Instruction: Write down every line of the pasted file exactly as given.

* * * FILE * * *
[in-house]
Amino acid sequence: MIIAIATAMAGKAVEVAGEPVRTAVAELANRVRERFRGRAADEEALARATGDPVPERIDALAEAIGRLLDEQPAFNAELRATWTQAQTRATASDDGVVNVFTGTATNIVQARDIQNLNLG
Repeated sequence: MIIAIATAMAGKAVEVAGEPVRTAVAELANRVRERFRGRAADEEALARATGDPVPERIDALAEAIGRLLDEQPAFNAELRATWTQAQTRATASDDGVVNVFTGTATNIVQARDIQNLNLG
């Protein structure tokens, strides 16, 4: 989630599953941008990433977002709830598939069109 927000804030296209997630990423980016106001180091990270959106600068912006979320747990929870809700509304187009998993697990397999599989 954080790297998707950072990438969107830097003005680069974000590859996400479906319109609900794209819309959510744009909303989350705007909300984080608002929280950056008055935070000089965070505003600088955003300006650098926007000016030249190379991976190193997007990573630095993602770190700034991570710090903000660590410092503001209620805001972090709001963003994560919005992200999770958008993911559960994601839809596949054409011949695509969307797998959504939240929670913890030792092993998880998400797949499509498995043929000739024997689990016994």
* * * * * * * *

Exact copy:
[in-house]
Amino acid sequence: MIIAIATAMAGKAVEVAGEPVRTAVAELANRVRERFRGRAADEEALARATGDPVPERIDALAEAIGRLLDEQPAFNAELRATWTQAQTRATASDDGVVNVFTGTATNIVQARDIQNLNLG
Repeated sequence: MIIAIATAMAGKAVEVAGEPVRTAVAELANRVRERFRGRAADEEALARATGDPVPERIDALAEAIGRLLDEQPAFNAELRATWTQAQTRATASDDGVVNVFTGTATNIVQARDIQNLNLG
């Protein structure tokens, strides 16, 4: 989630599953941008990433977002709830598939069109 927000804030296209997630990423980016106001180091990270959106600068912006979320747990929870809700509304187009998993697990397999599989 954080790297998707950072990438969107830097003005680069974000590859996400479906319109609900794209819309959510744009909303989350705007909300984080608002929280950056008055935070000089965070505003600088955003300006650098926007000016030249190379991976190193997007990573630095993602770190700034991570710090903000660590410092503001209620805001972090709001963003994560919005992200999770958008993911559960994601839809596949054409011949695509969307797998959504939240929670913890030792092993998880998400797949499509498995043929000739024997689990016994």